Why now?

Why now? 2017-09-07T00:11:50+00:00

In April 2015, respected Sydney vascular surgeon Dr Gabrielle McMullin said that “[w]hat I tell my trainees is that, if you are approached for sex, probably the safest thing to do in terms of your career is to comply with the request”. The comment caused a furore among both medical and non-medical professionals, with spokespersons for the Royal Australian College of Surgeons rejecting claims that a culture of denial and silence towards sexual harassment existed among Australian surgeons. However, since Dr McMullin’s statement, numerous female medical trainees and doctors have come out and talked about their experience of the widespread sexual harassment of women in medicine.

As young adults just starting out in their medical careers, the students who founded Level appreciated the detrimental effect that this could have on female medical students’ aspirations, even at the university level: medicine (whether or not you choose to do surgery) is already a difficult and very demanding profession, and to add the difficulties of gender-based barriers and sexual harassment creates a huge stumbling block for women and those who identify outside gender binary. While more and more trainees are female – reflective of the 50/50 gender ratio in medical graduates – the gender divide across medical specialties is still painfully obvious, with many women choosing or being directed towards what are seen as more ‘female friendly’ careers such as general practice, and only 9% of surgeons being female.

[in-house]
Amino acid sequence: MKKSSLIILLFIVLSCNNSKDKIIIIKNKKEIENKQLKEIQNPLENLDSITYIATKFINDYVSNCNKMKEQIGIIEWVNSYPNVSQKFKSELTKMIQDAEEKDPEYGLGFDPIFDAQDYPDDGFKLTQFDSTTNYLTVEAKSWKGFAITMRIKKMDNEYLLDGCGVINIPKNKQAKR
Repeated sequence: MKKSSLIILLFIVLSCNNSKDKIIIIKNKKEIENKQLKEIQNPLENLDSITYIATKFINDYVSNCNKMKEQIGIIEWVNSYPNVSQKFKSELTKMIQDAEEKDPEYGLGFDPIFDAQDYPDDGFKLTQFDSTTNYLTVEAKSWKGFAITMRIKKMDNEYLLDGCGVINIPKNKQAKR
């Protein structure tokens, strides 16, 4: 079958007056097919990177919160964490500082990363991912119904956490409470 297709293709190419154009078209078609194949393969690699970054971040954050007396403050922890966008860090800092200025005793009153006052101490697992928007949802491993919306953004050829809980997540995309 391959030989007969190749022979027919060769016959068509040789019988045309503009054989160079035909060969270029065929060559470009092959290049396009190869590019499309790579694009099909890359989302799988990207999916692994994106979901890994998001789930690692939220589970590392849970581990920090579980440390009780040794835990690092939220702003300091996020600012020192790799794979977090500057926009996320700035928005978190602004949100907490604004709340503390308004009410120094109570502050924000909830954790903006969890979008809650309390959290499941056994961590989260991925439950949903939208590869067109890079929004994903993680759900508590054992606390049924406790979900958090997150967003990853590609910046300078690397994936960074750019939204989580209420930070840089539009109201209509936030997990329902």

At Level, we’re certainly aware that many people in the medical establishment are aware of gender imbalance in medicine and are working to stop it. There are a host of wonderful doctors, as well as organisations, making important contributions to this area.

However, what we aim to do is provide a place to inspire women and men to talk about ongoing gender disparity in the medical profession and to advocate for and have a robust discussion around gender equality and gender roles among doctors.

We want to change the conversation around women in medicine from one of sexual harassment to one that identifies and addresses barriers to gender equality. We want to enact this change in our own careers and in the medical profession at large.